Friday, April 06, 2007

The Number 23

Talk To Me Numbers

Director Joel Schumacher re-teams with Jim Carrey in the latter's latest attempt to tangent away from the comedic genre, trying to seal himself as being capable of pulling off a dramatic role time and again. I thought he had decent outings with The Majestic and Eternal Sunshine of the Spotless Mind (my favourite 2004 movie), though I must admit his brooding, obsessive character in The Number 23 totally wiped out traces of that trademarked smirk off his face. You don't see him smile in this movie.

Carrey plays Walter Sparrow, an Animal Control Department employee with a beautiful functional family, who on his birthday, was given an independently published book by his wife (Virginia Madsen) called "The Number 23". He reads too much into it, and suddenly, everything else in his life adds up to this magic number, fueling an obsession of trying to get down to the bottom of the mystery, and to locate the book's writer, who seemed to have understood and written about Sparrow's own life.

Running parallel to the main narrative, like a story within a story, is that from the book itself, where a man known as Fingerling (also played by Carrey, with mean body tattoos), pens down his thoughts like a diary, as a detective undergoing some strange series of investigations pertaining to the number. You can argue that the characters in the book look like their "real life counterparts", because that's probably an angle you adopt when you read a novel - trying to picture the character in real life, and in this case, Sparrow sees very much of himself in Fingerling, and plucks the others in his life, into the other characters.

Naturally there is a reason to all the madness, as the story on the number works its way to the finale. In fact, you'll probably guess the outcome midway in the movie, though you'll wonder about the exact ending, dwelling on morality, a what-if you can cover up your mistakes, or to choose to own up kind of situation. It's quite refreshing an idea, with the story centered on the plausibility of conspiracy theories involving the number 23. In fact, there are interesting associations with the number, however, this becomes tired during the times when it is contrived - you know how when dates and times involving the fictional characters suddenly all add up. It's too much of a coincidence.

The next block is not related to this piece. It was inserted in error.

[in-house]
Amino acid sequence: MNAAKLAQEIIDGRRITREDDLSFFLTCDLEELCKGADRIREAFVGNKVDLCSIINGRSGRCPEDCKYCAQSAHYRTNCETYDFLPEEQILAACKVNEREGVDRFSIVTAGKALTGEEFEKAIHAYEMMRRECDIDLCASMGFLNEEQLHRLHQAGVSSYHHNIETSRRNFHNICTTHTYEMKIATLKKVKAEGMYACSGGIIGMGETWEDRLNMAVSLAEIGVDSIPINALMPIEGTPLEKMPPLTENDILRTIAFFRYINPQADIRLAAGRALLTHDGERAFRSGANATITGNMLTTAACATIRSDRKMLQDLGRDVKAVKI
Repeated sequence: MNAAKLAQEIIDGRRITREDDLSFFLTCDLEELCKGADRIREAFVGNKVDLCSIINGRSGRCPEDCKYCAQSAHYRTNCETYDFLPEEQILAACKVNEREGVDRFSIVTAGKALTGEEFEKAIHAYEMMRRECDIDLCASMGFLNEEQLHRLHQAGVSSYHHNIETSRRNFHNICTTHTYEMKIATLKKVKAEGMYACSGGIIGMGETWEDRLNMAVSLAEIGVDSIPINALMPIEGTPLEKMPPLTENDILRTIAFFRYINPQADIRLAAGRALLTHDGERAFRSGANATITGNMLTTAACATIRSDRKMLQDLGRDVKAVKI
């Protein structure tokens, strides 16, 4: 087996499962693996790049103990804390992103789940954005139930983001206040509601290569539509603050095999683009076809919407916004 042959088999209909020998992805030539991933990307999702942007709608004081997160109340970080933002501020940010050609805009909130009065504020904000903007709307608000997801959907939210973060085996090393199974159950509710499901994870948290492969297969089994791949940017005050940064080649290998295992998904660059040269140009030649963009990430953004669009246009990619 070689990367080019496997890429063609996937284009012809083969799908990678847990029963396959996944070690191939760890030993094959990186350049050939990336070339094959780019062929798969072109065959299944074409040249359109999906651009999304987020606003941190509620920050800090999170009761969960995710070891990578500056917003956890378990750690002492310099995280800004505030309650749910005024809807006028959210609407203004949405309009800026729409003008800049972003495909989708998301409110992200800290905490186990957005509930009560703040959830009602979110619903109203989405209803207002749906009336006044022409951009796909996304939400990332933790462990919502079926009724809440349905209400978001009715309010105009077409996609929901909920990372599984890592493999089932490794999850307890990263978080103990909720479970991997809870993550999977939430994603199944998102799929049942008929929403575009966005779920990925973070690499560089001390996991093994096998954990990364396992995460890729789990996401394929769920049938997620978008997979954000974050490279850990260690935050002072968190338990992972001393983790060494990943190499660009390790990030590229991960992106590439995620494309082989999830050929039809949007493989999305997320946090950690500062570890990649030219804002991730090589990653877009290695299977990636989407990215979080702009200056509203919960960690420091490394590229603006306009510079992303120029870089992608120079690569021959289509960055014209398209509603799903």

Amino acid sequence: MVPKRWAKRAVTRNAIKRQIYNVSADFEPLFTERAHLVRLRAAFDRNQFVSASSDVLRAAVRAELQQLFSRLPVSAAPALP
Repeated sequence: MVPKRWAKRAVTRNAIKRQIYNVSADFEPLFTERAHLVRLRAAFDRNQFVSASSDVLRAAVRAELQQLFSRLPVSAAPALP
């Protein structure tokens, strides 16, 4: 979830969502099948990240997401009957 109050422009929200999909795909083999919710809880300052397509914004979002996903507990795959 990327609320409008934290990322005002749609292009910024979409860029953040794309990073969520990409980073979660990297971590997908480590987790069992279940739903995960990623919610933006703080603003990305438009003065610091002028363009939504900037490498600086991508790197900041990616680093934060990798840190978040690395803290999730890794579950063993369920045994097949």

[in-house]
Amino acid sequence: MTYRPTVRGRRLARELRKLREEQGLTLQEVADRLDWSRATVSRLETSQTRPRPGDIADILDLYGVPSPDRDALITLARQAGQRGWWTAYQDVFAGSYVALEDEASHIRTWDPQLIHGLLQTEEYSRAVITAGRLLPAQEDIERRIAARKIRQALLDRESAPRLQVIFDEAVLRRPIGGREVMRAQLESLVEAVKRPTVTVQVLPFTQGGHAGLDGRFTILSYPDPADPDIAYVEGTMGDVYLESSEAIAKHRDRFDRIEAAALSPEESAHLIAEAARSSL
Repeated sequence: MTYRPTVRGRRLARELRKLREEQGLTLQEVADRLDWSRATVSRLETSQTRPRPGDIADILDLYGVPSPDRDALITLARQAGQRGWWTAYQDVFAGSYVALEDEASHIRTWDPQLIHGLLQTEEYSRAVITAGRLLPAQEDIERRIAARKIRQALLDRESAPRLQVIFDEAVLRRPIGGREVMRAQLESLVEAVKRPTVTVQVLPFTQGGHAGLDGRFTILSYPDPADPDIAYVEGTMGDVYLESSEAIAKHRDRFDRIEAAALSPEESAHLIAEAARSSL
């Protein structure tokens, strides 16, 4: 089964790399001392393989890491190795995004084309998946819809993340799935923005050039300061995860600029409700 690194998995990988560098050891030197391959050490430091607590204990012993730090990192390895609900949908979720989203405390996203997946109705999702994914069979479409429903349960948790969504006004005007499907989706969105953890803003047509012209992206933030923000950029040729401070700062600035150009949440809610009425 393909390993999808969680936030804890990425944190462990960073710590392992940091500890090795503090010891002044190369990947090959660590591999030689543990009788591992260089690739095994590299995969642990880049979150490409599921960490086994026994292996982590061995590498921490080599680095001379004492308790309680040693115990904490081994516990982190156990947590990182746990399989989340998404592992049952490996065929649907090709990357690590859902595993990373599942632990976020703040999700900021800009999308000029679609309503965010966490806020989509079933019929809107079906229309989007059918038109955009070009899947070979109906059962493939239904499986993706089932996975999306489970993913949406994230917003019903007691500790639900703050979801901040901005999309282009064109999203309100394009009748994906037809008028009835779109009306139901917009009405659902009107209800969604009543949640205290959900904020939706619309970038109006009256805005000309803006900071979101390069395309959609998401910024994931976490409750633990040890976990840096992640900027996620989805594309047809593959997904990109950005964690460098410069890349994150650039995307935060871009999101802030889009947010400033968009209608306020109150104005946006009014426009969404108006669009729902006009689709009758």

But no doubt you'll have fun in trying to discover the easter eggs of the number 23, when it appears in the frame of the movie. There are so many, you'll begin to lose count. The special effects and editing also play an important part in the movie, transitioning between current and events with scenes from the book. The opening credits were reminiscent of Se7en's, and the entire mood of the film was dark and mysterious enough.

It's a reasonable mystery thriller, so long as you don't poke your nose too far deep into the number 23. Remember, it's all fiction, and for all intents and purposes to make the movie work, just take it as it is, superficially at face value. The only pitiable gripe about the screening here is, in the name of profits and a general PG rating, much of the crucial scenes, some involving important snippets of dialogue, were left on the editing room floor - for reasons of nudity, violence and bloody gore. So if you're a stickler for such things, and mind you the censoring was badly done, you might want to opt for the DVD instead.

Be sure your sin will find you out - Numbers 32:23

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